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Former RNC communications director discusses Congressman-elect George Santos' scandal


A new Congress takes office this week. And the big changes include a new majority in the House. Republicans very narrowly took charge in the fall election. But their early effort to set the agenda has been overshadowed by a fight over who gets to be speaker. And there's also the story of one newly elected Republican lawmaker.


UNIDENTIFIED REPORTER: George Santos this morning facing yet even more questions about his background as yet another...

JERICKA DUNCAN: Dozens of his constituents held a demonstration in the congressional district today. They called on that New York Republican to resign. He's been under fire for lying...

ANDREA FUJII: Telling local Republican leaders that he will not seek reelection in 2024 as his background comes under even more fire.

CHARLES LAVINE: As we stand here today watching this slow George Santos train wreck.

INSKEEP: Santos seems to have misled his constituents about his religion, about his education, about his work history and about a claim that several of his employees of a company of his were killed in the Pulse nightclub shooting in Florida, among other things. Doug Heye is following all of this. He's a former communications director for the Republican National Committee. Good morning.

DOUGLAS HEYE: Good morning. Good to be with you, Steve.

INSKEEP: How has this news affected his Republican colleagues in the House, if at all?

HEYE: Well, it's affected them in that they are bewildered by all of this. And it's not one lie, it's the sequential - almost by the day, a new shoe that's dropping that it's very difficult for them to keep up with and not your typical embellishment. These aren't embellishments. He didn't say that he graduated top of his class. He's made things up whole cloth in ways that is almost breathtakingly brazen that you don't see from politicians typically.

INSKEEP: Are House Republicans forced to think of him just as one vote that they're going to need? Kevin McCarthy needs votes for speaker. Republicans will need that vote for other things very soon.

HEYE: Well, certainly for the speaker vote. And what's interesting about the way that Congress operates is Santos is going to be - unless he decides not to, he's going to be on the House floor. And he will be voting for speaker. You know, as we focus on all of the lies and the storytelling and all of this that have happened with Santos, and some obviously potentially criminal aspects, he was duly elected by his constituents or his - will be his constituents.

So he has every right to be on the House floor and make that vote for speaker. And there's nothing that Congress can do that can prevent him from that. What they can do is potentially - and this is a very rare thing, much like having multiple votes for who will be the speaker. They can try and expel him after the fact. That's where the House Ethics Committee and a vote potentially by the House - by the body of the House, the entire House of Representatives, will happen. But that happens after the fact and after the speaker vote.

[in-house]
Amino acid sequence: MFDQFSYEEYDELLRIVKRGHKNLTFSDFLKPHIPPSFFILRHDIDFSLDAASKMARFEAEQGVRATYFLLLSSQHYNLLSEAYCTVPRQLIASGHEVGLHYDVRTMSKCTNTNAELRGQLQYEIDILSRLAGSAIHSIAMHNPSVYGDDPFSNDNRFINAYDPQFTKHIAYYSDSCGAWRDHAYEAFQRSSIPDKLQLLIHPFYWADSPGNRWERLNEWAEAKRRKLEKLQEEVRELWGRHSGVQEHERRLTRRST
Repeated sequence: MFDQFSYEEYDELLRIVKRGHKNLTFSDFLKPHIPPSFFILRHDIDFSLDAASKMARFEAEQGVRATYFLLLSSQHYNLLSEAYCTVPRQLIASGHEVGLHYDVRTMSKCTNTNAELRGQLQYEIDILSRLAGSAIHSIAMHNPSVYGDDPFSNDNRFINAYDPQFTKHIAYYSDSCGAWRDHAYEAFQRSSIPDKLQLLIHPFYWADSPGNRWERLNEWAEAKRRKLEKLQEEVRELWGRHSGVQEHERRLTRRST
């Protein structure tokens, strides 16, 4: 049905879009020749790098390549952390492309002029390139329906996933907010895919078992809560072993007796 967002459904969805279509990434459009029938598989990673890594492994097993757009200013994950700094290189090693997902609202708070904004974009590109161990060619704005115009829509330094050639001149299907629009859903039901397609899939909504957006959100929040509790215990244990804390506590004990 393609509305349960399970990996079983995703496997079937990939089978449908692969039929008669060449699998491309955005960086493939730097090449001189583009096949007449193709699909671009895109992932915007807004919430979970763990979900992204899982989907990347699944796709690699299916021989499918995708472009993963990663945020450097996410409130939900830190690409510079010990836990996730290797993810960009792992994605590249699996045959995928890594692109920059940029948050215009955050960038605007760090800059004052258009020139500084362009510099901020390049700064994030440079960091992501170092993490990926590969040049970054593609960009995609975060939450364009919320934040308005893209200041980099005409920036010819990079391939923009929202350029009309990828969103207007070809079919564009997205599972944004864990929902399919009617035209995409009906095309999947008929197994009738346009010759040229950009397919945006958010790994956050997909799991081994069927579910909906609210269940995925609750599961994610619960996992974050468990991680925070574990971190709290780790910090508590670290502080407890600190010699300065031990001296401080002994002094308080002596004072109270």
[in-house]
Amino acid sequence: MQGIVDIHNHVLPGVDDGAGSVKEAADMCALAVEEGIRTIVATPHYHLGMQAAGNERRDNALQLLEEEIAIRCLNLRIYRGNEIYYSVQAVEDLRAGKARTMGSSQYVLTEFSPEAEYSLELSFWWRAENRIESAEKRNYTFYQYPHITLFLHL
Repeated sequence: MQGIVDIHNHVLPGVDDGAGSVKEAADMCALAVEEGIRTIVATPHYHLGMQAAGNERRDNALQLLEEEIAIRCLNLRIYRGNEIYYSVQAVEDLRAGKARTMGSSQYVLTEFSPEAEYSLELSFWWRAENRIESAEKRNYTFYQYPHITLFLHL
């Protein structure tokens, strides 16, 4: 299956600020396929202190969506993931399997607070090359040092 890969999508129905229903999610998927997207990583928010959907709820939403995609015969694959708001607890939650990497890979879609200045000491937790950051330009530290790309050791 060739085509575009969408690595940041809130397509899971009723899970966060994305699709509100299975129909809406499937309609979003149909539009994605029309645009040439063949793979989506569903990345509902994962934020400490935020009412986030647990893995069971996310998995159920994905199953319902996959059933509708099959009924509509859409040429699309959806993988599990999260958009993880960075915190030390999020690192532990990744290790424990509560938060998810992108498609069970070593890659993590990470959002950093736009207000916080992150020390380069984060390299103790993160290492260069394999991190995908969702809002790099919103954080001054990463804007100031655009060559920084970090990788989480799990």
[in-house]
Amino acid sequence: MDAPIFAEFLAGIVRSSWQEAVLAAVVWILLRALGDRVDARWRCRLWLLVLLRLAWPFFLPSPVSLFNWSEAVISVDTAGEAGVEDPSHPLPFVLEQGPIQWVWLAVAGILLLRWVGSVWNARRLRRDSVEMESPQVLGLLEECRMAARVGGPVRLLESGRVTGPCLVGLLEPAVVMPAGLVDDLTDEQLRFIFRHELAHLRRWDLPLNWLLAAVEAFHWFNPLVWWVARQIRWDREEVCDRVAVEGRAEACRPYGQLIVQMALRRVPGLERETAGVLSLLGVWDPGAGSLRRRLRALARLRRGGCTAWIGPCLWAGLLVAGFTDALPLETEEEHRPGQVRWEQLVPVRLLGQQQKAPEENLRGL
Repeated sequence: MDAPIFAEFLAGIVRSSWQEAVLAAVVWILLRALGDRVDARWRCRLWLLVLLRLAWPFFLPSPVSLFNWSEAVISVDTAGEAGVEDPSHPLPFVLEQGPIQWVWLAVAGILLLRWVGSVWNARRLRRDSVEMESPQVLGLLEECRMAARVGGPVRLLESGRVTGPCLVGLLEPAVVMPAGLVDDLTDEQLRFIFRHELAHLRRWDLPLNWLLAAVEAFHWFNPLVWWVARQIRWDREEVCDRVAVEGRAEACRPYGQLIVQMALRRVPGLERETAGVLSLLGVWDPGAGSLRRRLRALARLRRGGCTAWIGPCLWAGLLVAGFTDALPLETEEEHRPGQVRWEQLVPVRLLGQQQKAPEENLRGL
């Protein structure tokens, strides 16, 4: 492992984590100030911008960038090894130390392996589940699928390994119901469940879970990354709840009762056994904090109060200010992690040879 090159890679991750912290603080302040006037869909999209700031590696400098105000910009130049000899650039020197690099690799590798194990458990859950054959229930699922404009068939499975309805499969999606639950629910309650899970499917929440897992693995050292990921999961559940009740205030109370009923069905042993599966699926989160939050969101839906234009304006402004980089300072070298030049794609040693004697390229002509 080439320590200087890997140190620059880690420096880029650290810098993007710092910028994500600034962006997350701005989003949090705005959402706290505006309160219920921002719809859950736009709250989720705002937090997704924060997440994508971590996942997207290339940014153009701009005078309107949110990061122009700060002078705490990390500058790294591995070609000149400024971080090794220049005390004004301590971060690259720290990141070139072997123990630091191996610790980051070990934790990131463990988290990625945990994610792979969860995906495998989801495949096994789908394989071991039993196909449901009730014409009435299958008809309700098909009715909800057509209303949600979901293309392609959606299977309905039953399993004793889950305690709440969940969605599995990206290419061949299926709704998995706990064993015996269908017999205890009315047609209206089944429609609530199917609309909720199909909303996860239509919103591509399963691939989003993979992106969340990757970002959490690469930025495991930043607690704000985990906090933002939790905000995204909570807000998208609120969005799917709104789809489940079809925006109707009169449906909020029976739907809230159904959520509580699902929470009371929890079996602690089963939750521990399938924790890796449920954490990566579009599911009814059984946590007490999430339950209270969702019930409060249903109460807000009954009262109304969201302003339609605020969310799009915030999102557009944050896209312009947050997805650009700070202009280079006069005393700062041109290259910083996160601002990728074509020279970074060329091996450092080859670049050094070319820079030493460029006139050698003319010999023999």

INSKEEP: Yeah. And when you think about the ethics committee, they - I don't want to say they take their time, but it takes time. He could spend his whole congressional term waiting on the result of that potentially.

HEYE: Absolutely. Now, we may see a member of Congress bring a motion on the floor after there is a speaker vote to expel him. No idea what's going to happen on that yet. But that's where this falls in two lines. One are, you know, what he said about his background, his religion, his ethnicity. All of this - a lot of it is, obviously, completely false. And then the things that we see in his campaign finance reports and so forth that open him up to criminal and ethic's - with a capital E, meaning the House Ethics Committee - jurisdiction. That's where he has very real problems. The rest of it is, you know, what we follow in politics where there may not be consequences. The legalities, what he's filed on his ethics, on - excuse me, his financial disclosures and things like that, that gets very real in violations of law. And that's where Congress may act.

INSKEEP: I want to ask about the speaker's race here. Republicans just have a few votes over 218, which is majority. Democrats are not going to vote for Kevin McCarthy. I believe there are nine Republicans who signed a letter just this past weekend saying they're not ready to vote for Kevin McCarthy. And if that's true, the numbers don't add up. Do you think McCarthy is going to be speaker?

HEYE: I think he's more likely than anyone else to win that race. And this is - we focus so often, perhaps too much, on politics being a horse race. But it's true in this case. And Kevin's the odds-on favorite. That odds-on favorite doesn't always win the race. But he's in a better position to do so than anyone. And what Kevin is doing right now is he's going back to his old job of being the whip for House Republicans to get the new job of House speaker.

INSKEEP: How would it affect the public depending on who becomes House speaker? Would we see different legislation out of this House?

HEYE: Legislation? No. But how House Republicans operate could be potentially different. And this is what we're seeing with these nine Republicans is, you know, it tends sometimes to be an almost nothing-is-good-enough caucus. So for Kevin, he has to get enough of them to say this is good enough to support him to be speaker.

INSKEEP: Doug Heye is a former communications director with the Republican National Committee. Pleasure talking with you. Thank you so much.

HEYE: Thanks so much. Transcript provided by NPR, Copyright NPR.

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